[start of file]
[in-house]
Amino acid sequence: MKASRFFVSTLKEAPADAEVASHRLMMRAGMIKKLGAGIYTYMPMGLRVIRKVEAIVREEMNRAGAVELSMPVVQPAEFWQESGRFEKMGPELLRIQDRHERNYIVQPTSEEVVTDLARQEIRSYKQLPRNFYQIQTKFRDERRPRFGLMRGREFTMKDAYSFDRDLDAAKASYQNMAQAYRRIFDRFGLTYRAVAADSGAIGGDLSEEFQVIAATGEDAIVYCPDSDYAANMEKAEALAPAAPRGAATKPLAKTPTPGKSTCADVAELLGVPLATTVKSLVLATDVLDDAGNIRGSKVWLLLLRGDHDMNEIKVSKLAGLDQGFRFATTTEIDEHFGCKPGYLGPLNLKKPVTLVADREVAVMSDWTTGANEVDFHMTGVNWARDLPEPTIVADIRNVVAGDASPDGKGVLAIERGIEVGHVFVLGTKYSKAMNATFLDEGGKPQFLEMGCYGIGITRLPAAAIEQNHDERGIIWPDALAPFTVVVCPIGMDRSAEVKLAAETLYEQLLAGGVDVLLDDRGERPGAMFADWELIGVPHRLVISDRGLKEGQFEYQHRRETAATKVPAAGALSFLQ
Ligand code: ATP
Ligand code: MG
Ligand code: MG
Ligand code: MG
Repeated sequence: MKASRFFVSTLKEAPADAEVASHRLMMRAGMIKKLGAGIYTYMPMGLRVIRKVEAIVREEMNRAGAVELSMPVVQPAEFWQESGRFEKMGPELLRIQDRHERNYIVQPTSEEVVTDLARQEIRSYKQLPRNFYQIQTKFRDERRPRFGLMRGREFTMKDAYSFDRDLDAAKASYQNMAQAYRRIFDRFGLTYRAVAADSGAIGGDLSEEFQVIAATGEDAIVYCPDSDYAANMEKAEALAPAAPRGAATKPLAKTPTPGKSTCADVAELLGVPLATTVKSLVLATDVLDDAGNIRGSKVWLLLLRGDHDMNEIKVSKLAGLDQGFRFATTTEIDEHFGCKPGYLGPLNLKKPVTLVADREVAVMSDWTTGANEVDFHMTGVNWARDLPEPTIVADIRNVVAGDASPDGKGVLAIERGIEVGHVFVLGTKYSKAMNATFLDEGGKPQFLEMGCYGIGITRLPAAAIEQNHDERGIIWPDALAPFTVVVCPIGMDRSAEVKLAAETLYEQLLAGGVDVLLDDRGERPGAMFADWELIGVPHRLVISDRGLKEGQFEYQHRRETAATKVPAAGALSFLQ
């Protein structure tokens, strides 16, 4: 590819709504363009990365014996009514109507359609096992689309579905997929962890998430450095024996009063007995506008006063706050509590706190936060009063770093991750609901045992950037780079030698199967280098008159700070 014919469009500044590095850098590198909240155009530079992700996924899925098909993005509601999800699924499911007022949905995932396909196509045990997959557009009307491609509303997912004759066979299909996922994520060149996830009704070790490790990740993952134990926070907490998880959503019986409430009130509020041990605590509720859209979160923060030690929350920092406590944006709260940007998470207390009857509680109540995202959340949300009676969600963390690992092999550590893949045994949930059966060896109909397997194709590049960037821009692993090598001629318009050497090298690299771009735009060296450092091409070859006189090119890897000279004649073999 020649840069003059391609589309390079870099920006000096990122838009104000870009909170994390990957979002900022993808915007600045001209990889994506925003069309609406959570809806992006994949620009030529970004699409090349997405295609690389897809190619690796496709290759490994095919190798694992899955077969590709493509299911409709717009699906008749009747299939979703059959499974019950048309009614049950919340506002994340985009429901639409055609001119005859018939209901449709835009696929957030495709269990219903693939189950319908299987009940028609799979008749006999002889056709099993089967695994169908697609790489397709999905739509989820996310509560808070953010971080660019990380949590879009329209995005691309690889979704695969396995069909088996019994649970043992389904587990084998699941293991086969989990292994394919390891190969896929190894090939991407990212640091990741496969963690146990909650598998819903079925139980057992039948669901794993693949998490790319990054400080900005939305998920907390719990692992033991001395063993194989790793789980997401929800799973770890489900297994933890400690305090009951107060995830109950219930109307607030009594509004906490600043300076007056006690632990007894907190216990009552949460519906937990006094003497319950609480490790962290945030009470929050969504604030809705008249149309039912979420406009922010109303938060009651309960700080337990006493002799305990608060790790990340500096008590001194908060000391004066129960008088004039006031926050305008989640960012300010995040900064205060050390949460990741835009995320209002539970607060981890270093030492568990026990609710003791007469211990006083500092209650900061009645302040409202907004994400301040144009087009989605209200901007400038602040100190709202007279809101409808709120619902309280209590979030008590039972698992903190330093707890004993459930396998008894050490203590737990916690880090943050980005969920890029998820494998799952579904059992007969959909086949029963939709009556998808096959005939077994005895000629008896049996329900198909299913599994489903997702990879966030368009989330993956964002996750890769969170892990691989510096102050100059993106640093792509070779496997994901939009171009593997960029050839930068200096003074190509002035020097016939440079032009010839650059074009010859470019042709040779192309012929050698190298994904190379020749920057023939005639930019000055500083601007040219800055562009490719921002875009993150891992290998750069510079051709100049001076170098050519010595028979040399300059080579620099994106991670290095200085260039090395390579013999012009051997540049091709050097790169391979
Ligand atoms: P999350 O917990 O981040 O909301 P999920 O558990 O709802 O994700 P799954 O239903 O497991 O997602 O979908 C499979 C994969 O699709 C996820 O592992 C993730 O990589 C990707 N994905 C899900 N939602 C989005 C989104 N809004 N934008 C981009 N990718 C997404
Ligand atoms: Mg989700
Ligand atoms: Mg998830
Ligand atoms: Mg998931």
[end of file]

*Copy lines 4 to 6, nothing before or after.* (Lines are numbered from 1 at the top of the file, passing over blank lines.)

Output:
Ligand code: MG
Ligand code: MG
Ligand code: MG